Google is serious about tablets. And they need to be in order to show leadership: most Android tablets that you can buy right now just aren’t compelling. They suffer from UI lag and poor hardware. Then there’s the abysmal selection […]
- Overall Score: 8.7
- Hardware: 8
- Software: 9
- User Experience: 9
Google is serious about tablets. And they need to be in order to show leadership: most Android tablets that you can buy right now just aren’t compelling. They suffer from UI lag and poor hardware. Then there’s the abysmal selection of Android tablet apps. It’s not a pretty picture, and as the iPad’s market share continues to explode, drastic measures becomes neccessary.
In a move that could have vast implications on the entire tablet market, Google has partnered with Asus to release an über-affordable and plenty-powerful tablet, the Nexus 7. Like all Nexus devices, the 7 comes preloaded with a new version of Android, one that aims to do some pretty important things. We’ve got a lot to tell you about. Read on for our full review of the Nexus 7!
Video Review · Specs · Hardware · Jelly Bean · Performance/Battery Life · Conclusion · Scored for Me
The Nexus 7 is equipped with Android 4.1 Jelly Bean. It has a 7″ IPS LCD display with a resolution of 1280×800, making for a pixel density of 214ppi (versus 169ppi on the Kindle Fire/Nook Tablet and 264ppi on the new iPad). It’s powered by an Nvidia Tegra 3 quad-core 1.3GHz CPU with 1GB of RAM. You have your choice of 8GB or 16GB of storage, and there are no options to expand with microSD. For wireless connectivity you get WiFi and Bluetooth. The battery is 4325mAh and delivers around 9 hours of usage.
The Nexus 7 from the front is non-descript. There are no brand names or logos here, which makes it easy to pick the device up from the wrong end. Really the only way to tell the top from the bottom (and thus the location of the power button) is by looking at the front-facing camera.
The front-facing camera is 1.3MP, but Google doesn’t want you to use this to take photos, as there is no camera app on the Nexus 7 (oddly). The camera works well for video chat applications such as Skype or GTalk. Up here there is also a light sensor, which we found kept the screen too dim.
This is the white Nexus 7 model that was given to atendees of Google I/O. Really, the white area is just the backing of the device, so if you don’t like the gray that everyone else gets, you can buy a white backing from a third party. Also note the exclusion of a rear-facing camera. It was likely a cost-savings measure, but we sure don’t miss it.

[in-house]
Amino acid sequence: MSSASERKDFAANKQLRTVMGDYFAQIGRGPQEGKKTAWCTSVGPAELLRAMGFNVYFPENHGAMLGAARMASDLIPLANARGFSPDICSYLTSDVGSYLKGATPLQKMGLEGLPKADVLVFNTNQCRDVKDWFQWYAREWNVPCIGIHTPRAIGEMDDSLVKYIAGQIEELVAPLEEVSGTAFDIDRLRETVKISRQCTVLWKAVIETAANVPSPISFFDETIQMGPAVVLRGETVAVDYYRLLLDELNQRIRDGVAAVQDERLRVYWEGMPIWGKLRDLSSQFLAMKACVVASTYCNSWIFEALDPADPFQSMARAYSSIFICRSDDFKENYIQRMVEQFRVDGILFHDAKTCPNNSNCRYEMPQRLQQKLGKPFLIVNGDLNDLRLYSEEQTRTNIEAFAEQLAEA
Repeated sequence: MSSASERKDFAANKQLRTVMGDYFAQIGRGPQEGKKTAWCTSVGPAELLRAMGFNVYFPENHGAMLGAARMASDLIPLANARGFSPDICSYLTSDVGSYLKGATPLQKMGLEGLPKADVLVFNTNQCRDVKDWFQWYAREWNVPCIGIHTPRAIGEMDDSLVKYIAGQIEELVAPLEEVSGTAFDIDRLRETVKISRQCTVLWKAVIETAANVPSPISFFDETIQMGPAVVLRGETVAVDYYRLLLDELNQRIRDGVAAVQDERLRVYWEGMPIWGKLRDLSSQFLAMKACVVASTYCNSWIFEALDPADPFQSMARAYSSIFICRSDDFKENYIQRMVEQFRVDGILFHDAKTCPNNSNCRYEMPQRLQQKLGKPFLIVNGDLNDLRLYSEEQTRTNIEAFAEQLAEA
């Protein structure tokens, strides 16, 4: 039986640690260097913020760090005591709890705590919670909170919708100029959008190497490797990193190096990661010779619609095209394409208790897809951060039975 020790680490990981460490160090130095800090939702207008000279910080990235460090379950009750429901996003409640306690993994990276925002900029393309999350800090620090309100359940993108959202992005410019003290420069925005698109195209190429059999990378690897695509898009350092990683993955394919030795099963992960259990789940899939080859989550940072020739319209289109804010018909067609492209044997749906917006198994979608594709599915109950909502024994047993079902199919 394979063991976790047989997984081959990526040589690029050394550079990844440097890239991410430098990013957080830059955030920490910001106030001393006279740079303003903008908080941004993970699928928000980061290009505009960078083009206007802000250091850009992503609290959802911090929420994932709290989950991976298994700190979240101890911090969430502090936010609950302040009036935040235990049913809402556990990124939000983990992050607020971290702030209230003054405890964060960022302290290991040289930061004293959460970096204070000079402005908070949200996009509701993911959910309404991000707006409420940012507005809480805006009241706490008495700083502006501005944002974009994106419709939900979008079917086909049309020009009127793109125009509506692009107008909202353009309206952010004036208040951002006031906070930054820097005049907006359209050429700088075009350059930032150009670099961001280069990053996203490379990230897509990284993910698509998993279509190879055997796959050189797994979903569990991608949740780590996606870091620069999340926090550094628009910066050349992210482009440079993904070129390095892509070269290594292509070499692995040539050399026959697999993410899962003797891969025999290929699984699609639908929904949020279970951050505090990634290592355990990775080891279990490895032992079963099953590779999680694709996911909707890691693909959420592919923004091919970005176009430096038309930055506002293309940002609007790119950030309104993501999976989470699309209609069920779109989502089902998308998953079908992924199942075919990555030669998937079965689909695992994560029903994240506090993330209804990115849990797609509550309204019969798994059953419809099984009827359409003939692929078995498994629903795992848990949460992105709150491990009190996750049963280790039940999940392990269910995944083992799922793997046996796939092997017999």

The backing is made from a soft-touch plastic and it has a fantastic dimpled texture, which helps to make the Nexus 7 feel great in-hand.
Oh yes, this tablet is made by Asus! Below the Asus logo is a speaker port which provided tinny sound and not enough volume. Below that is a microUSB charging port and a 3.5mm headphone jack.
The Nexus 7 is around 10.5mm thick. That’s actually pretty thick compared to the new iPad (9.4mm), the Galaxy Tab 7.7 (7.9mm), and the Transformer Prime (8.5mm).
Google Play now offers magazines. There’s a ton of pinching and zooming to be done if you want to see the article contents due to the screen being smaller and lower resolution than bigger (and higher-res) tablets. Fortunately, there’s a Text View button that removes all page elements and just gives you the article text.
Google Play also now has TV shows. As is the case with magazines, the selection is meager, but there are still some good choices. Here we’re watching an HD episode of Breaking Bad. Because of the screen resolution of the Nexus 7, you get black bars on the top and bottom while watching 720p content.
With a pixel density of 214, the Nexus 7’s display is reasonably sharp and crisp. You can indeed see pixels, but only if you look closely. It’s a far cry from the clarity of the Retina display on the new iPad, but it’s much better than what is found on the Nook Tablet or Kindle Fire.
And here’s a macro shot of the Play icon. The Nexus 7’s screen has an RGB sub pixel configuration, which is better than pentile.
Contrast and color saturation on the Nexus 7 is below average. This comparison image might not be fair, since the tablet on the left has a Super AMOLED display (that’s the Galaxy Tab 7.7), but it helps to point out the relatively poor contrast and color saturation.
There’s a lot to say about Jelly Bean. If you want to see a full tour of all that Jelly Bean has to offer, be sure to look at our walkthrough of Android 4.1 on the Galaxy Nexus. For the sake of this review, we’re going to focus on three areas that impact the experience the most.